Jameson with a dash of French flair at Irish Distillers

Jean–Christophe Coutures aims to bolster and expand global sales of Jameson

What instructions do you give someone taking the helm at a company whose flagship brand has just recorded 27 years of consecutive growth?

" 'Don't mess it up' is what they told me!" says Jean–Christophe Coutures, the new chairman and chief executive of Irish Distillers, which owns Jameson whiskey.

Sitting in the company’s swish headquarters in Ballsbridge, Dublin, surrounded by bottles of Jameson, the Frenchman is lean, tanned, and altogether far healthier than someone who has spent most of his working life in the drinks sector has a right to be.

Coutures wasn't perturbed by the orders given to him by his superiors at Pernod Ricard, the drinks giant that acquired Irish Distillers in a $442 million deal in 1988.


“Those instructions meant that I had two options really,” says Coutures. “One was to do nothing but go out and play golf day after day, which was of course tempting, and the other was to try and accelerate the growth of Jameson, and make it into even more of a global brand.”

Despite being a keen golfer, Coutures chose to focus on the latter. Luckily for him, he has a firm base from which to build on.

Best-selling brand

The rise of Jameson in recent years has been nothing short of phenomenal. It is the world’s best-selling Irish whiskey with sales of 5.7 million cases. New figures published a fortnight ago show the brand recording a 12 per cent growth in volume for the year to end-June 2016, with growth by value of sales rising 16 per cent.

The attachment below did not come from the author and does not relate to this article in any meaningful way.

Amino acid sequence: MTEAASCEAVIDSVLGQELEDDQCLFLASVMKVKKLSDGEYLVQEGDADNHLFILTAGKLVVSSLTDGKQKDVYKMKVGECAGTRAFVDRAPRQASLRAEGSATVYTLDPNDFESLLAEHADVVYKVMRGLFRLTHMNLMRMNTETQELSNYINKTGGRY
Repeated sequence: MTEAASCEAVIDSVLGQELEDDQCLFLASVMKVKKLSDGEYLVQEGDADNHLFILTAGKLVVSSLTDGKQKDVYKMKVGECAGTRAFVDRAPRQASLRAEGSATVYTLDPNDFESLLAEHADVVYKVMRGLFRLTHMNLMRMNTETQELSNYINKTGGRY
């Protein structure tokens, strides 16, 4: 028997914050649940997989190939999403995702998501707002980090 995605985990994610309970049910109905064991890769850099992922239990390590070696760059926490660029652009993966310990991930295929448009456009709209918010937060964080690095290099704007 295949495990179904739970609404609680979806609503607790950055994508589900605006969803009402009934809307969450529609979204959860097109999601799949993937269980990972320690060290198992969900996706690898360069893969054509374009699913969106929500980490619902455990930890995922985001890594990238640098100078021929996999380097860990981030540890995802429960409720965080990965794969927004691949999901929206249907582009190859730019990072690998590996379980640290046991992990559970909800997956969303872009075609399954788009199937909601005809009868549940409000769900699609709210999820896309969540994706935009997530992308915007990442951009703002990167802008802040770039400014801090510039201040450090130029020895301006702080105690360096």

According to data published by the widely-respected International Wine and Spirits Research , Jameson recently became only the second Irish alcoholic beverage – after the Diageo-owned Baileys – to be included in the top 50 leading spirits brands in the world.

The brand is now phenomenally important to its parent Pernod Ricard, with the whiskey currently representing almost a quarter of the group’s total sales in the United States. Irish whiskey sales have grown by an astounding 409 per cent in that key market over the past decade, led by Jameson, which has a 78.3 per cent market share there.

The success of Jameson has helped kickstart a huge resurgence of interest in Irish whiskey globally. Back in 2003, it made up just over 9 per cent of beverage exports; by 2014 that figure had risen to 28 per cent.

Irish whiskey is currently ranked the fastest growing spirits category in the world. Three years ago, some 6.2 million nine-litre cases of whiskey were being exported globally. This figure is expected to have doubled by 2020 and to double again by 2030.